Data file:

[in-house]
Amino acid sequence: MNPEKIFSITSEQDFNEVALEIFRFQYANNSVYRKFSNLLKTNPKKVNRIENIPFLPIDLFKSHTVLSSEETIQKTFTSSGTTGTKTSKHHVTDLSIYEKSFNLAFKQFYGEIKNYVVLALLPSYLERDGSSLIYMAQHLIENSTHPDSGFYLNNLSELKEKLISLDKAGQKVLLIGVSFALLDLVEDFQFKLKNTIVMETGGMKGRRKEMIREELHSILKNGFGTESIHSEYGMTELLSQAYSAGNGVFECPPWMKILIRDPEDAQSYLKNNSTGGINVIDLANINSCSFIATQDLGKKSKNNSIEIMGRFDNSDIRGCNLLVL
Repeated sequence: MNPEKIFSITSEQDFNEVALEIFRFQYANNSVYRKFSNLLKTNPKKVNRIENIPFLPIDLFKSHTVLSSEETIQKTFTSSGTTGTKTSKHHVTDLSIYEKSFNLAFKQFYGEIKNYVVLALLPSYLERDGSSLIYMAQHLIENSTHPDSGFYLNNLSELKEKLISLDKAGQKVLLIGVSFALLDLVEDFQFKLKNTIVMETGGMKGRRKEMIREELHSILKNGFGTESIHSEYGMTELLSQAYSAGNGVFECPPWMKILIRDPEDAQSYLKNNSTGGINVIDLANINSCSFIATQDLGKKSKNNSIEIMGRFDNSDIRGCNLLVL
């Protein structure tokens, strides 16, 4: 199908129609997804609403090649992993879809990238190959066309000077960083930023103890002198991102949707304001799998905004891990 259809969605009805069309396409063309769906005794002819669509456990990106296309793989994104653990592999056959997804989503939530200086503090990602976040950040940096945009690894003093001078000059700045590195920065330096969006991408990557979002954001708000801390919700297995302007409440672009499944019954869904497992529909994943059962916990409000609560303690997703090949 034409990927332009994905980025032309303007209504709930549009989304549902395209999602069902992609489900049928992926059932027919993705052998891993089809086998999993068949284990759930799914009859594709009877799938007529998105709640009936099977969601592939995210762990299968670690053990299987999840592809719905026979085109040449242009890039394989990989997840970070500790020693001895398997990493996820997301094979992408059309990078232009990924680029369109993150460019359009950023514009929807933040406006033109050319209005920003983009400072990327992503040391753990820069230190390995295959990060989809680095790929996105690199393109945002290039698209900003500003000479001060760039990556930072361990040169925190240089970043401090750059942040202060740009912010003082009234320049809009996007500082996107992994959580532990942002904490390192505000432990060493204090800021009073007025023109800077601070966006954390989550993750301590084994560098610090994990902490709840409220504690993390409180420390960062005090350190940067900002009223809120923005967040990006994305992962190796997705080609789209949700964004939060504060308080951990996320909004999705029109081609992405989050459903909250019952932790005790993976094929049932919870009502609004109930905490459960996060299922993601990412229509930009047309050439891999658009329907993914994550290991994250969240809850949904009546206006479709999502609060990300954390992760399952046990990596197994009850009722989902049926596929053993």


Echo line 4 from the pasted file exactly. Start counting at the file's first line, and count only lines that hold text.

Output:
């Protein structure tokens, strides 16, 4: 199908129609997804609403090649992993879809990238190959066309000077960083930023103890002198991102949707304001799998905004891990 259809969605009805069309396409063309769906005794002819669509456990990106296309793989994104653990592999056959997804989503939530200086503090990602976040950040940096945009690894003093001078000059700045590195920065330096969006991408990557979002954001708000801390919700297995302007409440672009499944019954869904497992529909994943059962916990409000609560303690997703090949 034409990927332009994905980025032309303007209504709930549009989304549902395209999602069902992609489900049928992926059932027919993705052998891993089809086998999993068949284990759930799914009859594709009877799938007529998105709640009936099977969601592939995210762990299968670690053990299987999840592809719905026979085109040449242009890039394989990989997840970070500790020693001895398997990493996820997301094979992408059309990078232009990924680029369109993150460019359009950023514009929807933040406006033109050319209005920003983009400072990327992503040391753990820069230190390995295959990060989809680095790929996105690199393109945002290039698209900003500003000479001060760039990556930072361990040169925190240089970043401090750059942040202060740009912010003082009234320049809009996007500082996107992994959580532990942002904490390192505000432990060493204090800021009073007025023109800077601070966006954390989550993750301590084994560098610090994990902490709840409220504690993390409180420390960062005090350190940067900002009223809120923005967040990006994305992962190796997705080609789209949700964004939060504060308080951990996320909004999705029109081609992405989050459903909250019952932790005790993976094929049932919870009502609004109930905490459960996060299922993601990412229509930009047309050439891999658009329907993914994550290991994250969240809850949904009546206006479709999502609060990300954390992760399952046990990596197994009850009722989902049926596929053993």